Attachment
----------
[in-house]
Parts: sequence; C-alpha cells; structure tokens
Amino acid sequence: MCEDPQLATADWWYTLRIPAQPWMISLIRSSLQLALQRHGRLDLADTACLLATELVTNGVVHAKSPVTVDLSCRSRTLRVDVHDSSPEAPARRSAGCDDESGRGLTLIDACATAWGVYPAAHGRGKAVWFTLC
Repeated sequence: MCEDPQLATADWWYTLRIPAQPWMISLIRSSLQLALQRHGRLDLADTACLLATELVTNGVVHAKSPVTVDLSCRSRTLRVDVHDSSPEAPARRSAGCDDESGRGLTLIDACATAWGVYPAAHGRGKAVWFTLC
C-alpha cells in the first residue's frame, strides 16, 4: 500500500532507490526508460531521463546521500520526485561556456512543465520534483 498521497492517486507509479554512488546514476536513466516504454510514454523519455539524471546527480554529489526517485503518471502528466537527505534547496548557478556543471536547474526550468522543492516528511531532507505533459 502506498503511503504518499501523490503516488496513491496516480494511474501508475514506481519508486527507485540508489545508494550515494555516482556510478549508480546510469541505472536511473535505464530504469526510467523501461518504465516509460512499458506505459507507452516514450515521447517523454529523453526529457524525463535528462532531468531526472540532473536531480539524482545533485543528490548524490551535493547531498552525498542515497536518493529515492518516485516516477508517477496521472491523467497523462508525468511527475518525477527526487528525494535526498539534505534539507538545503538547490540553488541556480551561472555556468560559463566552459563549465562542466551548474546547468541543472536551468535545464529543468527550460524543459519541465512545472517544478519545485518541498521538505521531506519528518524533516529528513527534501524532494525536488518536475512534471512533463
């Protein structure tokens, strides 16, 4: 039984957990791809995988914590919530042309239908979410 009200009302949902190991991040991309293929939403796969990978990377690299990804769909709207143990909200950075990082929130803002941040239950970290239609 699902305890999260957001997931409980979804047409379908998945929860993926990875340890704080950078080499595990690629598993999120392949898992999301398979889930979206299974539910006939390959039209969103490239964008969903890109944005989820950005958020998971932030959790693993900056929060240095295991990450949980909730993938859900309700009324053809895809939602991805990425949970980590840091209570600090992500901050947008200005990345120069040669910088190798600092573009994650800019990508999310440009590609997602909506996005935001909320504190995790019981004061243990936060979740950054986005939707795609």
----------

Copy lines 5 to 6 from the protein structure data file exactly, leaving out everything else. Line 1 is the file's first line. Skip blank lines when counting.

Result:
C-alpha cells in the first residue's frame, strides 16, 4: 500500500532507490526508460531521463546521500520526485561556456512543465520534483 498521497492517486507509479554512488546514476536513466516504454510514454523519455539524471546527480554529489526517485503518471502528466537527505534547496548557478556543471536547474526550468522543492516528511531532507505533459 502506498503511503504518499501523490503516488496513491496516480494511474501508475514506481519508486527507485540508489545508494550515494555516482556510478549508480546510469541505472536511473535505464530504469526510467523501461518504465516509460512499458506505459507507452516514450515521447517523454529523453526529457524525463535528462532531468531526472540532473536531480539524482545533485543528490548524490551535493547531498552525498542515497536518493529515492518516485516516477508517477496521472491523467497523462508525468511527475518525477527526487528525494535526498539534505534539507538545503538547490540553488541556480551561472555556468560559463566552459563549465562542466551548474546547468541543472536551468535545464529543468527550460524543459519541465512545472517544478519545485518541498521538505521531506519528518524533516529528513527534501524532494525536488518536475512534471512533463
């Protein structure tokens, strides 16, 4: 039984957990791809995988914590919530042309239908979410 009200009302949902190991991040991309293929939403796969990978990377690299990804769909709207143990909200950075990082929130803002941040239950970290239609 699902305890999260957001997931409980979804047409379908998945929860993926990875340890704080950078080499595990690629598993999120392949898992999301398979889930979206299974539910006939390959039209969103490239964008969903890109944005989820950005958020998971932030959790693993900056929060240095295991990450949980909730993938859900309700009324053809895809939602991805990425949970980590840091209570600090992500901050947008200005990345120069040669910088190798600092573009994650800019990508999310440009590609997602909506996005935001909320504190995790019981004061243990936060979740950054986005939707795609």